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Unknown to many, the bagworm can become a serious pest to ornamental landscaping without a homeowner ever noticing the insects or symptoms. Their inconspicuous bags are sometimes the key sign of these damaging pests, although bagworms are skilled at making their bags look just like the leaves of their hosts. These pests have one generation per year and have clearly defined life stages.
Bagworms prefer to feed on a host of evergreen and deciduous trees and shrubs, although some are more tasty to them than others. Preferred evergreen hosts include juniper, arborivtae, hemlock, fir and pine. Although not as common on deciduous plants, deciduous hosts include locust, honeylocust, elm, fruit trees and willows. Their namesake bags are inconspicuous due to the camouflage of leaves and twigs woven into the design.
Adult males emerge in late summer or early autumn and begin their quest for a mate. The males are small, hairy, black moths with clear, half-inch long wings. Their antennae are feathery, like many other moth species. Adult females, on the other hand, lack wings and remain within the bag. Their cylindrical bodies resemble those of maggots; females don't possess functional eyes, legs, mouthparts or antennae. After mating, the female produces 500 to 1,000 eggs within her bag and then dies.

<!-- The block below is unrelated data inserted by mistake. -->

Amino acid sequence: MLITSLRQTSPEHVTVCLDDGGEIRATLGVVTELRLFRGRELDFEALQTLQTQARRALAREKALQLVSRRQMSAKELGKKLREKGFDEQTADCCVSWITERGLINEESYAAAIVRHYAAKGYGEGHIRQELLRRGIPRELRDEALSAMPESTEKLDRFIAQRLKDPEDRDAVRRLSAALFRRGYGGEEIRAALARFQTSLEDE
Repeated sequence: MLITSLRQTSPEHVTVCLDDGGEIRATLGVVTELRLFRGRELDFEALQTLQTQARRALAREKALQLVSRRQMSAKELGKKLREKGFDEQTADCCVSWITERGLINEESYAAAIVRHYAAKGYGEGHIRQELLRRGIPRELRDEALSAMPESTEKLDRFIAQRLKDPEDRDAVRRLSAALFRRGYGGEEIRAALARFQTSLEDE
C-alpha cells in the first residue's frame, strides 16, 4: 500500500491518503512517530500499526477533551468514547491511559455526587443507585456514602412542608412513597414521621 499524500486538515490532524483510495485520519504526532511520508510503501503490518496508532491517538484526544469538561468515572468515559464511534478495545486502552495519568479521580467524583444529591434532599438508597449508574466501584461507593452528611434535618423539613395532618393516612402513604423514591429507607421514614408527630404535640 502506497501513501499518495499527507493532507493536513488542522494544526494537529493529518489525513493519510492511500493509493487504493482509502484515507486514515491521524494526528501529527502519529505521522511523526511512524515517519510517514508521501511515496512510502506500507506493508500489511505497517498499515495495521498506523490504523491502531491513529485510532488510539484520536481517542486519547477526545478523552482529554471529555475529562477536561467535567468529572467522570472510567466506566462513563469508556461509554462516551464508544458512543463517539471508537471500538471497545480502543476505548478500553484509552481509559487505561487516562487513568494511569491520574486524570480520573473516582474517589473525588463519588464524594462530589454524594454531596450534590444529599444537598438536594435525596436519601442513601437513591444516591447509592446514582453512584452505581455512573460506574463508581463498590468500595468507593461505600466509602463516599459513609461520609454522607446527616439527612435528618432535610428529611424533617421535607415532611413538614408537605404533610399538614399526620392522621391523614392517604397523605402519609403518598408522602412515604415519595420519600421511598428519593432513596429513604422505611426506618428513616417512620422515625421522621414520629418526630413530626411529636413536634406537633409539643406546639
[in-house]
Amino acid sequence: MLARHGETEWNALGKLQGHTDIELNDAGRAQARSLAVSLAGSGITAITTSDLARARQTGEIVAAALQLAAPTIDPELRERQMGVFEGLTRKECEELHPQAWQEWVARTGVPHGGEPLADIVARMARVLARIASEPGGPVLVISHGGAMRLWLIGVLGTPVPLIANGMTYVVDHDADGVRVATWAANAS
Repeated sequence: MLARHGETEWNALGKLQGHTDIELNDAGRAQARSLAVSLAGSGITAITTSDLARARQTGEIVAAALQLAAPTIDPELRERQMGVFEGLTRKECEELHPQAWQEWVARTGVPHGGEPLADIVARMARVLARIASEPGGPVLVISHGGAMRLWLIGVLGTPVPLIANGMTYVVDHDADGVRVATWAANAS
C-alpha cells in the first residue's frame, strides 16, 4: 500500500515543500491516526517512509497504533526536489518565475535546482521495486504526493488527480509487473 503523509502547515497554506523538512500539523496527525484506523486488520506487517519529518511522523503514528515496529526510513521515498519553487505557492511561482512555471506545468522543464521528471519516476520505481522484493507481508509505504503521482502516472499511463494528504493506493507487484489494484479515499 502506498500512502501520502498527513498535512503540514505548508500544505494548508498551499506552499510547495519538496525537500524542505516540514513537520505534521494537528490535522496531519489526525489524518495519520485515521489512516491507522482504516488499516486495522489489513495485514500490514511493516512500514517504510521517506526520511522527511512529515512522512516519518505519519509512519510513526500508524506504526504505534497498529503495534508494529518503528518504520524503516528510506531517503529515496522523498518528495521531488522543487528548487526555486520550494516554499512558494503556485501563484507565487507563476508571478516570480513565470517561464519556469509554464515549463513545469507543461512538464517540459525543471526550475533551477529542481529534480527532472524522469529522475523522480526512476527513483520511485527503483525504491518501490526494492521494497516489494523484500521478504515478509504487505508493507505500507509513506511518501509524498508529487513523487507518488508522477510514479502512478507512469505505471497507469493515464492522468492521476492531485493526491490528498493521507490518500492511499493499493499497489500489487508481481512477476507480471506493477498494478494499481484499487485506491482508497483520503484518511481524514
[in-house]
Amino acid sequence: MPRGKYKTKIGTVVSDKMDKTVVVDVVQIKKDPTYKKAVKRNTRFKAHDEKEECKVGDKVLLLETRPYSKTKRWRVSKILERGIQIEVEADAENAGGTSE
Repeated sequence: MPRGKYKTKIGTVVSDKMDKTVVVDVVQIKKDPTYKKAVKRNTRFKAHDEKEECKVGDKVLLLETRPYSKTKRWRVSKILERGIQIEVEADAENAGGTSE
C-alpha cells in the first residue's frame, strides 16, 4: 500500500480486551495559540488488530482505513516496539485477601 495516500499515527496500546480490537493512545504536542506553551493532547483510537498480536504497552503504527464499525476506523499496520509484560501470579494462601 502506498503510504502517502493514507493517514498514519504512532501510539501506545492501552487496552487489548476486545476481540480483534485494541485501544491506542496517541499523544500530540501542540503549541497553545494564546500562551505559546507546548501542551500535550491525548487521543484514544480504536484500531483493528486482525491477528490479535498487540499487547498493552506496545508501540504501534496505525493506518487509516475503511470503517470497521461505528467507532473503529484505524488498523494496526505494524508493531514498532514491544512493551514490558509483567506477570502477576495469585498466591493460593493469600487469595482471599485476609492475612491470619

In most species, the larvae hatch in early spring after overwintering as eggs in the bag. They emerge through a small hole in the top of the bag and lower themselves on silken strands to begin feeding on the leaves of the host plant. Some larvae release a silken strand to carry them on the wind to new host plants. Larvae are voracious feeders; entire trees can be defoliated if the population is large enough. The larvae feed through late summer or early autumn before beginning their short pupation. Throughout the larval stage, bagworms create protective bags that they carry upright as they feed. Throughout this stage, the larvae add leaves and twigs to the bag to create the camouflage. When it's time for pupation, the larvae attach the bags to twigs and then crawl upside down within the bag to complete their metamorphosis into adulthood.
From start to finish, the lifespan of the bag worm is approximately one year. One generation per year is typical. The eggs of most species overwinter within the bags before starting their damaging behavior all over again. Females typically drop to the ground and die after laying eggs, although females of some species will remain in the bag after death.
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